• synonyms


[dih-nom-uh-ney-tiv, -nuh-tiv]
  1. conferring or constituting a distinctive designation or name.
  2. Grammar. (especially of verbs) formed from a noun, as English to man from the noun man.
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  1. Grammar. a denominative verb or other word.
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Origin of denominative

1580–90; < Late Latin dēnōminātīvus, equivalent to dēnōmināt(us) (see denominate) + -īvus -ive
Related formsde·nom·i·na·tive·ly [dih-nom-uh-ney-tiv-lee, -nuh-tiv-] /dɪˈnɒm əˌneɪ tɪv li, -nə tɪv-/, adverb
Dictionary.com Unabridged Based on the Random House Unabridged Dictionary, © Random House, Inc. 2018

Examples from the Web for denominative

Historical Examples

  • This word comes from Wagoush, a fox, and the denominative inflection a ainc or ais.

    Summary Narrative of an Exploratory Expedition to the Sources of the Mississippi River, in 1820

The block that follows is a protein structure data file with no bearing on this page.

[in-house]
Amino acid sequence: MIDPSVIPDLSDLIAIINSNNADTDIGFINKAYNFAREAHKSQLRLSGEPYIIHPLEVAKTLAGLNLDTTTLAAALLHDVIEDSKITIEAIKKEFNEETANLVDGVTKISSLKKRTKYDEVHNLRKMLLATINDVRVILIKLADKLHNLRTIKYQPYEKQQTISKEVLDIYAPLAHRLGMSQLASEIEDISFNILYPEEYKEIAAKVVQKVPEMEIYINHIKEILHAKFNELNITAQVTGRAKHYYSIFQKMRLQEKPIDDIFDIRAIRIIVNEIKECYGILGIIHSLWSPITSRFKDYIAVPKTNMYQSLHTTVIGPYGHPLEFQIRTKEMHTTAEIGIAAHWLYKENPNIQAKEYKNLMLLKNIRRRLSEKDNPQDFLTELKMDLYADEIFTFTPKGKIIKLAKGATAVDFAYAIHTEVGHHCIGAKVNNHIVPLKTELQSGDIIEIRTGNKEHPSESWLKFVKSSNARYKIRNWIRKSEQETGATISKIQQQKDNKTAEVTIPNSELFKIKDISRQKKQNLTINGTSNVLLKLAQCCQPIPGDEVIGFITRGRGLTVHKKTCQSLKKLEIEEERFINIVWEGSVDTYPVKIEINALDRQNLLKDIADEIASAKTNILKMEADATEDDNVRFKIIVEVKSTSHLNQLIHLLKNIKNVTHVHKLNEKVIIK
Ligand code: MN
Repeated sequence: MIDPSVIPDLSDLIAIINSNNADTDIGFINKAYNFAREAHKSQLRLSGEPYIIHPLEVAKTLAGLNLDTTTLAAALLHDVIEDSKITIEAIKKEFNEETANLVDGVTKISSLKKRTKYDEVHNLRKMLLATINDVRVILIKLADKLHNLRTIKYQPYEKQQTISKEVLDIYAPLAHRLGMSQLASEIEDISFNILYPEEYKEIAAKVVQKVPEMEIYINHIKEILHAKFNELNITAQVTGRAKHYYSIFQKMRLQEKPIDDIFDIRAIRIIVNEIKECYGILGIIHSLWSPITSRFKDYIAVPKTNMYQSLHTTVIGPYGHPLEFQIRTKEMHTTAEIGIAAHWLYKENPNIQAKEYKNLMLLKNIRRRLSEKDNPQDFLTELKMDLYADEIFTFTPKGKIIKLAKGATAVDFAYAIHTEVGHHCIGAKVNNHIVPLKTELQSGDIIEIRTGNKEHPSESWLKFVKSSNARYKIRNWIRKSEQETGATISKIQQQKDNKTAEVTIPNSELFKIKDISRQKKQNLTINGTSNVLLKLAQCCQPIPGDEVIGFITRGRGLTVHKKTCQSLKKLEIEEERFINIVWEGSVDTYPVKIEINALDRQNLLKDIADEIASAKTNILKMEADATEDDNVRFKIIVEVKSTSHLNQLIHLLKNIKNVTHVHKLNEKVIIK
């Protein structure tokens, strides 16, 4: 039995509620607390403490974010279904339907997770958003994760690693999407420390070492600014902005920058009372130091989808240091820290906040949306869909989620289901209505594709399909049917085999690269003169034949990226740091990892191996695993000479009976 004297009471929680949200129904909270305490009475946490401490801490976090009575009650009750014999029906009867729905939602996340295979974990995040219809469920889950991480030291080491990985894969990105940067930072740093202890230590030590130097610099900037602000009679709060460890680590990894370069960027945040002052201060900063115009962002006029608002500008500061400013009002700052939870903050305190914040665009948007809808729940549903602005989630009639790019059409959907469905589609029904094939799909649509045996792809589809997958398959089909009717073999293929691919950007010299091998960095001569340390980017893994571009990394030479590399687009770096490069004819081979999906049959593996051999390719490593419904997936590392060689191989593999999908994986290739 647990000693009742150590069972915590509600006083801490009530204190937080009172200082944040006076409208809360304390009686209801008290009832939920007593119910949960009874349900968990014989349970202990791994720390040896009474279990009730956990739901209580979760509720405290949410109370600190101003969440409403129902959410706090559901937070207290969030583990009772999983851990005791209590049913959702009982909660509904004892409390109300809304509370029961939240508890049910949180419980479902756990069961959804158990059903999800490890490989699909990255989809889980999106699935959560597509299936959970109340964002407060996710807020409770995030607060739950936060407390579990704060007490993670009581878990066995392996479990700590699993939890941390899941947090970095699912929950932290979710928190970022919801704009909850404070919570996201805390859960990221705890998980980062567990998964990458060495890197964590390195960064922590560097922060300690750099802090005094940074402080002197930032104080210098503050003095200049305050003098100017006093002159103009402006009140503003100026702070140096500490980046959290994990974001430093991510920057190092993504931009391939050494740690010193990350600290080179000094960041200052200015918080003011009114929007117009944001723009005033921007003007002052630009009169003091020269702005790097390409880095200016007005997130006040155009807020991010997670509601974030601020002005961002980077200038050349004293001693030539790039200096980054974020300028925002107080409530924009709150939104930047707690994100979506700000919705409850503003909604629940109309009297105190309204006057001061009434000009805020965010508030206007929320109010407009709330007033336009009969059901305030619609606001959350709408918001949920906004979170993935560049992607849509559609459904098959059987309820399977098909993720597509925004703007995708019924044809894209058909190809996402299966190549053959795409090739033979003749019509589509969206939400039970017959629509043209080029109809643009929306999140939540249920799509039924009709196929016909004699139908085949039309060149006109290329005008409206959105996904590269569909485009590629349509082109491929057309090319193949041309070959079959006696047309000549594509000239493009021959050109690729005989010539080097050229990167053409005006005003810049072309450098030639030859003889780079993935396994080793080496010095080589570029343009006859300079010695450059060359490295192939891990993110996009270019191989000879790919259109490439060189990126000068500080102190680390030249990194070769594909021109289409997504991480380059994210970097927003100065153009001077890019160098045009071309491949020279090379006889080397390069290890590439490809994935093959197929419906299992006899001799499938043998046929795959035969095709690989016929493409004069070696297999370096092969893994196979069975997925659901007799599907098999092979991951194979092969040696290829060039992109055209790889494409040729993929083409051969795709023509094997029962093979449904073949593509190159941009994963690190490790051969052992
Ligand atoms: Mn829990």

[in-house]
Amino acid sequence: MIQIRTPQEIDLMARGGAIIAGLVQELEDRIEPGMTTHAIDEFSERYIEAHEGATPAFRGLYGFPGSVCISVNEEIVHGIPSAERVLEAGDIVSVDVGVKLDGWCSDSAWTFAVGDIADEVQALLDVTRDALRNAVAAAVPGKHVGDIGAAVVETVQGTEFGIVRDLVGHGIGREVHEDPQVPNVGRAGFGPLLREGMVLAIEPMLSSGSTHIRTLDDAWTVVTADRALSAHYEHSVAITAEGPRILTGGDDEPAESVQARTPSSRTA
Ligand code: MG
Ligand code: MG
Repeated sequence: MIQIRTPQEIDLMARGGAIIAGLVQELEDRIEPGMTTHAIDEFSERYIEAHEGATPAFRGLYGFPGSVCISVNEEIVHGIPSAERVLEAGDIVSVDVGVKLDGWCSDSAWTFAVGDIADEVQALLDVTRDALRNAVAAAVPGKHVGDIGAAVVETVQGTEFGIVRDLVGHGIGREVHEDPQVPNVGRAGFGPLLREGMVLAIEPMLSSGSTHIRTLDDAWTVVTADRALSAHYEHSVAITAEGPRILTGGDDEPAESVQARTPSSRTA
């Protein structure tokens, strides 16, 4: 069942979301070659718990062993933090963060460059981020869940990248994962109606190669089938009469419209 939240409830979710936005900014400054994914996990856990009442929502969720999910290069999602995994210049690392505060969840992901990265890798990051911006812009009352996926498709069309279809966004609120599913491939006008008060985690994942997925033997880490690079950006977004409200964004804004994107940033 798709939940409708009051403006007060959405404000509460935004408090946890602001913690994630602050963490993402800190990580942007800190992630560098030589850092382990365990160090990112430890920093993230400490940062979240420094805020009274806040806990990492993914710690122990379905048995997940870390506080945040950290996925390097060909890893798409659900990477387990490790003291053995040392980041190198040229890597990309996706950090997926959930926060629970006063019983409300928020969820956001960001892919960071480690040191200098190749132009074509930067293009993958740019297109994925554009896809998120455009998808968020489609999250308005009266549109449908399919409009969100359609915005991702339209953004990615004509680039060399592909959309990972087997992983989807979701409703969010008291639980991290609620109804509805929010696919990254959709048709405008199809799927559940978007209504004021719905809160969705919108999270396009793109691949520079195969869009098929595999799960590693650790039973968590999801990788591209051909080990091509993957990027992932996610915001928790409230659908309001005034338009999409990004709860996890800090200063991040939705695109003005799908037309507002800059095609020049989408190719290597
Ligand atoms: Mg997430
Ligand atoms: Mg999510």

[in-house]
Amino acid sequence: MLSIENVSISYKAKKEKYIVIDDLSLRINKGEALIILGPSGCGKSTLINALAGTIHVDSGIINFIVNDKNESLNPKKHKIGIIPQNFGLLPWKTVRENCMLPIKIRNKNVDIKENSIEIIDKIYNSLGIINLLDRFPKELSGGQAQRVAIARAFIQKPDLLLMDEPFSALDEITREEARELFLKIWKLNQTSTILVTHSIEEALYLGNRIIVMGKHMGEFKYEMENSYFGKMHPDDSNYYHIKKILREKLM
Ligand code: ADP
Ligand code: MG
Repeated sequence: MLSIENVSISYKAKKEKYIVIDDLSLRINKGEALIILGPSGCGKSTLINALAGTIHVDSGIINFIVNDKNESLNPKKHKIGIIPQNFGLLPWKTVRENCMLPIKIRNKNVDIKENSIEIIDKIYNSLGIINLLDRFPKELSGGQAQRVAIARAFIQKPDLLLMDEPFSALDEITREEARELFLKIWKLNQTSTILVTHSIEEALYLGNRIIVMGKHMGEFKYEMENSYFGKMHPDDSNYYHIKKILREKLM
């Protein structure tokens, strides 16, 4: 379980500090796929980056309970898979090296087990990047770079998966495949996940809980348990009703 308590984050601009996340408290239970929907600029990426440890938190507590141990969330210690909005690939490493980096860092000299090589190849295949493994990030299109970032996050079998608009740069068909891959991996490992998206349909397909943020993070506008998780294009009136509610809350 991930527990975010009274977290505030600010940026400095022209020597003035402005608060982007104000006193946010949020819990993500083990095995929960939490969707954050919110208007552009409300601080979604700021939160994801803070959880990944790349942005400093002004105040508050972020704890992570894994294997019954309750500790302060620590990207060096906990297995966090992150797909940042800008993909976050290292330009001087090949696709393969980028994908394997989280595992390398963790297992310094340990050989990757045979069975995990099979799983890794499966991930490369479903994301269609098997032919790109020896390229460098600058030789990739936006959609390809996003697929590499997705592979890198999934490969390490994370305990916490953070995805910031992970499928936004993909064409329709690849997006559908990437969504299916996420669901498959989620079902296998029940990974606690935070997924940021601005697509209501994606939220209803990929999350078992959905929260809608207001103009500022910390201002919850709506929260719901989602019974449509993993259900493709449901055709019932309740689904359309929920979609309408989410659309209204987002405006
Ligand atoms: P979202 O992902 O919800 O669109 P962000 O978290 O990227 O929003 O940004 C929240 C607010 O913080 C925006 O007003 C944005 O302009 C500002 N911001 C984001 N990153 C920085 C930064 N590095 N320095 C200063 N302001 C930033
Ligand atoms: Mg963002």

Henry Rowe Schoolcraft

British Dictionary definitions for denominative


  1. giving or constituting a name; naming
  2. grammar
    1. (of a word other than a noun) formed from or having the same form as a noun
    2. (as noun)the verb "to mushroom" is a denominative
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Derived Formsdenominatively, adverb
Collins English Dictionary - Complete & Unabridged 2012 Digital Edition © William Collins Sons & Co. Ltd. 1979, 1986 © HarperCollins Publishers 1998, 2000, 2003, 2005, 2006, 2007, 2009, 2012

Word Origin and History for denominative


early 15c., "in name only," from Late Latin denominativus, from Latin denominatus (see denominate).

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Online Etymology Dictionary, © 2010 Douglas Harper